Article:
451 The Botanist
Sitting there with the quietness of his own thoughts, something caught the corner of his eye; between a grouping of trees, he saw something move. He didn’t sense anybody else in the garden until that moment, getting up as he found himself following the briefly seen silhouette.
Though he had no idea why he felt so drawn into pursuing the mysterious figure, passing by the trees as he walked through the grass, for some reason, it made the accursed right eye heat up.
‘This feeling…It’s familiar. I don’t like it very much,’ he thought.
As he passed through the trees, he left the bounds of the Desim garden, entering a new section of the city that was surprisingly quiet and empty.
There was a single shop hidden behind the wall of trees beyond the threshold of the garden; a simple, small establishment that looked like a wooden lodge at first glance, but was a shop indeed.
“Hm,” he glanced around.
It was odd that there was just the one, single store, tucked away behind the public garden. There was no doubt it would be impossible to find if he didn’t stumble upon it, seeing as the many trees hid it away.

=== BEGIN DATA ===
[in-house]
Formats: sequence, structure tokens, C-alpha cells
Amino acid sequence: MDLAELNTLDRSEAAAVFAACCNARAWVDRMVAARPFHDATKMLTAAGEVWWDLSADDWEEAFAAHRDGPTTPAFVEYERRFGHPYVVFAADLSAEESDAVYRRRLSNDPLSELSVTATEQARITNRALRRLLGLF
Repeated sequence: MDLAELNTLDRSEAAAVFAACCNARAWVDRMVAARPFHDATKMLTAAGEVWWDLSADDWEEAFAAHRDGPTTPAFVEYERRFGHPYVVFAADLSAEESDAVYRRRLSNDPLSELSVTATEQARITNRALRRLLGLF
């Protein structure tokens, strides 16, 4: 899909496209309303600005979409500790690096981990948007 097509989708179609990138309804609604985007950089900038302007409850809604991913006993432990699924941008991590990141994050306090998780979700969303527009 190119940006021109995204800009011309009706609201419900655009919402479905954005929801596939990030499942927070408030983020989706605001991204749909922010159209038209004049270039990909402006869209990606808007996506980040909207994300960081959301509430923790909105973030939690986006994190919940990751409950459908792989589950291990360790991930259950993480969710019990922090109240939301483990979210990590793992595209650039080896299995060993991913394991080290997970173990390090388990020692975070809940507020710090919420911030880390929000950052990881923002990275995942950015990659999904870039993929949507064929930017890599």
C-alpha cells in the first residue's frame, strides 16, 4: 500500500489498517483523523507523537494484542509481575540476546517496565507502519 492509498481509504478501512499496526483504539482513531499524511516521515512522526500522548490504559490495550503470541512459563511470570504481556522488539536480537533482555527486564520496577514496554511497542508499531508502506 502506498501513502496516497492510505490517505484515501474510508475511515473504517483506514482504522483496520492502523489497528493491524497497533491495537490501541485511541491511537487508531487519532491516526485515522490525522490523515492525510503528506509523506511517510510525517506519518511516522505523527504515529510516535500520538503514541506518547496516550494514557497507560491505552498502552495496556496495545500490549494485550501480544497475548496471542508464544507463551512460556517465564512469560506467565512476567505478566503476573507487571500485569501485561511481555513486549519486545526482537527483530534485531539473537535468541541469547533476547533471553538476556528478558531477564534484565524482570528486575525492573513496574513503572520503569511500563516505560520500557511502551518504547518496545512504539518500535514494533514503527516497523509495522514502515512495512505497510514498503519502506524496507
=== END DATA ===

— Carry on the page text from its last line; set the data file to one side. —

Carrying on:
There were a few plants sitting on the window sills of the shop, inhabiting soft-orange pots. Of course, it became clear what sort of establishment it was–a florist shop.
‘When I look at this place, my eye…it gets warmer,’ he thought, covering his right eye for a moment.
Approaching the front of the shop, there wasn’t any way to actually look in, as potted plants on the other side of the windows obscured any view and the door itself was completely made out of wood. Deciding to go ahead and enter the shop, he turned the handle and opened the door as it released a small jingle.
Entering the shop, he let the door close on its own as he entered, immediately taken by surprise by the fresh, natural air residing within the florist shop. There were dozens, if not hundreds of potted plants, each being unique in their own right; flowers that bore bright-blue petals, and some of a fiery red shade.
“Hello?” He called out to anybody in the shop.
It was an odd shop; some of the plants were “alive”–more than the bare minimum definition of living. He passed by some plants that swayed and moved their vines like limbs.
Just as he passed by the shelves of lively plants, his guard was raised by the voice that spoke his surname, causing his hand to instantly reach towards his sword.